Global Warming

How many years has it been since we’ve heard dire warnings about the collapse of this earth?

It’s common for scientists to study the environment and come up with predictions about future climate, population, and hunger. Yet countries aren’t slipping under the ocean and, while there is a serious shortfall of food in some parts of the world, the world supply of food is sufficient for everyone. Sadly, not everyone has access to that food, but it’s there. It’s true that there are countries where there is overpopulation – yet the fact remains that there is no need to build skyscrapers (as I heard predicted when I was a kid) so the land surface would not be overcrowded. There is room for everyone to live. One need only Google this subject to find opinions as widespread as the oceans. It hasn’t happened yet, and I don’t think it will. That’s because I get my reference from the Master of Science and Creation.

You know what God said about this? After Noah’s flood, He promised that, as long as the earth remains, seasons will remain. It’s true that we experience warmer or colder weather depending on where we live; it’s true that in some places winters aren’t as severe as they used to be.

You know what I think? I think global warming is job security for some folks and a cause of worry for others.  You know what else? It’s something I don’t worry about because God said.

God promised, over 4,000 years ago that, as long as the earth remains, cold, heat, summer and winter will continue. Seedtime and harvest will not stop. That’s why I’m not concerned about global warming. I’m not a scientist, an engineer or a mathematician. I don’t need to be one to know this: God’s Word doesn’t change. If He said that seasons will follow each other and that summer and winter will continue, then they will.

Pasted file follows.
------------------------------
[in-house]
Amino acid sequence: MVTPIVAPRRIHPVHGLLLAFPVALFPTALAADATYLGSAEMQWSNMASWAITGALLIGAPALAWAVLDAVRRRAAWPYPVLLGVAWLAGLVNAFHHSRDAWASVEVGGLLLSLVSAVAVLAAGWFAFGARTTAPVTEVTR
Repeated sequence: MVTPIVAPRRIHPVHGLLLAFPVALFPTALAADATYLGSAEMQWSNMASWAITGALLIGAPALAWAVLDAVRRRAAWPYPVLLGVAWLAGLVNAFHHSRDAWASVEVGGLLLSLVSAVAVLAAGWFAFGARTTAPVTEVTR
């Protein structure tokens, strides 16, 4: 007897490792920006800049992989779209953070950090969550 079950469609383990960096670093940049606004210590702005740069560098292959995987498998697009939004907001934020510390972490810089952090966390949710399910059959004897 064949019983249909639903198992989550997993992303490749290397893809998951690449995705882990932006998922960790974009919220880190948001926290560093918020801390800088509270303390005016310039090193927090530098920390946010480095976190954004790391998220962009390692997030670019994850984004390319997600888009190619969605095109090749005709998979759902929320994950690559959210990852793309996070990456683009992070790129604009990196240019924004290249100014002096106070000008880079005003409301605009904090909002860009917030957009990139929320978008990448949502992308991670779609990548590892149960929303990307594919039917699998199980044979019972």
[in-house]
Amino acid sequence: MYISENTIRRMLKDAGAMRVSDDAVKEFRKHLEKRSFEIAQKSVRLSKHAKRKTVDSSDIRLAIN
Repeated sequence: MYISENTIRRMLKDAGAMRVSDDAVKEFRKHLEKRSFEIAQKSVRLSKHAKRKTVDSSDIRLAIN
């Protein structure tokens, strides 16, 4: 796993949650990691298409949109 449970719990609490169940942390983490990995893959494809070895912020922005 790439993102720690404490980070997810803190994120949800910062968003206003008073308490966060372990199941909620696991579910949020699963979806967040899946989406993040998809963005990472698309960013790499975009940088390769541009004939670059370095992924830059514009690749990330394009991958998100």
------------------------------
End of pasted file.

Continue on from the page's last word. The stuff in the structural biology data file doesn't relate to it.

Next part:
Kathy Griffin

It’s common for hurting people to hurt people.

That’s common because it’s part of our sin nature. You don’t have to be a rocket scientist, a psychiatrist or a theologian to figure that one out. We see proof around us all the time. It appears that Griffin does not have a relationship with Jesus except to lambast His name when she has an opportunity.

In accepting her Emmy award, she dissed Jesus when she said, “I want you to know that no one had less to do with this award than Jesus . . . . this reward is my god now!”

From listening to her speech, it seems that she’s quite passionate about her dislike for Jesus. And her audience?  If laughter shows support, then they surely give it. In Griffin’s Bible Belt tour, her words have to be bleeped out frequently and we know why that is. The audience is seen and heard laughing [you can Google youtube for this; I can’t bear to post the link here]. It’s not just the comedian who is wrong; those who laugh at her speech and her language are equally at fault.

The day will come when empty, hurting people who are championed as comedians now will bow their knees to Jesus. I know this because God says so. 


We can laugh all we want now. We can try to finagle our way around what God says, but in the end, our denial will be our downfall. What we think and feel doesn’t change God’s Word one iota. We need only look at King Saul and Adolf Hitler to see that. In time, the outcry about Global Warming will change because people will see that God is the sustainer of this universe. Certainly, we have a responsibility to be good stewards of the earth; however, mankind will not destroy the earth. God will when His plan is fulfilled. In time, Ms. Griffin will answer to the God who created her and she will bend her knee at the name of Jesus because God said so.

Every one of us will do the same.


Our brilliance, our brains, our money, our wealth, and our prestige will only take us down if we are not anchored in Jesus. Our commonality is our sin nature. What we do about it is our choice, and ours alone.

One day, the broken and empty will be restored and whole. One day, every knee will bow.

God said it, I believe it, and that settles it for me.

Pinterest have in common

To hear Ruth Dente sing the song “God Said It, I Believe It,” you can click here.